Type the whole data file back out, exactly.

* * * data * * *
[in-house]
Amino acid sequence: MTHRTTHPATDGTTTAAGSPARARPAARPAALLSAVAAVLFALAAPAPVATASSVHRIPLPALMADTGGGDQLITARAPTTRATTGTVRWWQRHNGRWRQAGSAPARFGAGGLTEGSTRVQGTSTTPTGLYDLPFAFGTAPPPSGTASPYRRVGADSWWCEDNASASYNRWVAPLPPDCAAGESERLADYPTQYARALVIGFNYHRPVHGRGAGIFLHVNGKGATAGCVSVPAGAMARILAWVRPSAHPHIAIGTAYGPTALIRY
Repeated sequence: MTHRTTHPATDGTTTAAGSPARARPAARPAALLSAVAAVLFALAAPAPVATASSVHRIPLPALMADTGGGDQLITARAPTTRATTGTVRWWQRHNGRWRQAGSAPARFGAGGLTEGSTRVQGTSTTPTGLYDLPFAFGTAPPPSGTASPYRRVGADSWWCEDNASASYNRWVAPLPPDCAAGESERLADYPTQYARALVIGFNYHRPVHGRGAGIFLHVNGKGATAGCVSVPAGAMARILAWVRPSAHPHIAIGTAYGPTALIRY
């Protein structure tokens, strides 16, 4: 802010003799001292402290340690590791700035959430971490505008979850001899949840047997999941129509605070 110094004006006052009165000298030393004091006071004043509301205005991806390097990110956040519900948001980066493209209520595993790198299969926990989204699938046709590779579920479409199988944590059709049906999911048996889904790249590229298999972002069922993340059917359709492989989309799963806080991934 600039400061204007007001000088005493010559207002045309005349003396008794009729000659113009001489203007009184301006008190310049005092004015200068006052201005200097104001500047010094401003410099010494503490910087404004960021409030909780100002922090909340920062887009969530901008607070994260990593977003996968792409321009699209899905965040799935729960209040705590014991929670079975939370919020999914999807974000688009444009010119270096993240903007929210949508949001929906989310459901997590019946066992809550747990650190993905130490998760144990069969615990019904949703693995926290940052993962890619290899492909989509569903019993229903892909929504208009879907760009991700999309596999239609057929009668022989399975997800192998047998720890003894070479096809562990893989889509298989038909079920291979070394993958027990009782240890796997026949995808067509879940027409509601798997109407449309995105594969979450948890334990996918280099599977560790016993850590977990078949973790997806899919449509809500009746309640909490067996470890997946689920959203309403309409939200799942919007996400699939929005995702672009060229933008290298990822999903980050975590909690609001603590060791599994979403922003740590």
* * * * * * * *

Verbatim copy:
[in-house]
Amino acid sequence: MTHRTTHPATDGTTTAAGSPARARPAARPAALLSAVAAVLFALAAPAPVATASSVHRIPLPALMADTGGGDQLITARAPTTRATTGTVRWWQRHNGRWRQAGSAPARFGAGGLTEGSTRVQGTSTTPTGLYDLPFAFGTAPPPSGTASPYRRVGADSWWCEDNASASYNRWVAPLPPDCAAGESERLADYPTQYARALVIGFNYHRPVHGRGAGIFLHVNGKGATAGCVSVPAGAMARILAWVRPSAHPHIAIGTAYGPTALIRY
Repeated sequence: MTHRTTHPATDGTTTAAGSPARARPAARPAALLSAVAAVLFALAAPAPVATASSVHRIPLPALMADTGGGDQLITARAPTTRATTGTVRWWQRHNGRWRQAGSAPARFGAGGLTEGSTRVQGTSTTPTGLYDLPFAFGTAPPPSGTASPYRRVGADSWWCEDNASASYNRWVAPLPPDCAAGESERLADYPTQYARALVIGFNYHRPVHGRGAGIFLHVNGKGATAGCVSVPAGAMARILAWVRPSAHPHIAIGTAYGPTALIRY
């Protein structure tokens, strides 16, 4: 802010003799001292402290340690590791700035959430971490505008979850001899949840047997999941129509605070 110094004006006052009165000298030393004091006071004043509301205005991806390097990110956040519900948001980066493209209520595993790198299969926990989204699938046709590779579920479409199988944590059709049906999911048996889904790249590229298999972002069922993340059917359709492989989309799963806080991934 600039400061204007007001000088005493010559207002045309005349003396008794009729000659113009001489203007009184301006008190310049005092004015200068006052201005200097104001500047010094401003410099010494503490910087404004960021409030909780100002922090909340920062887009969530901008607070994260990593977003996968792409321009699209899905965040799935729960209040705590014991929670079975939370919020999914999807974000688009444009010119270096993240903007929210949508949001929906989310459901997590019946066992809550747990650190993905130490998760144990069969615990019904949703693995926290940052993962890619290899492909989509569903019993229903892909929504208009879907760009991700999309596999239609057929009668022989399975997800192998047998720890003894070479096809562990893989889509298989038909079920291979070394993958027990009782240890796997026949995808067509879940027409509601798997109407449309995105594969979450948890334990996918280099599977560790016993850590977990078949973790997806899919449509809500009746309640909490067996470890997946689920959203309403309409939200799942919007996400699939929005995702672009060229933008290298990822999903980050975590909690609001603590060791599994979403922003740590």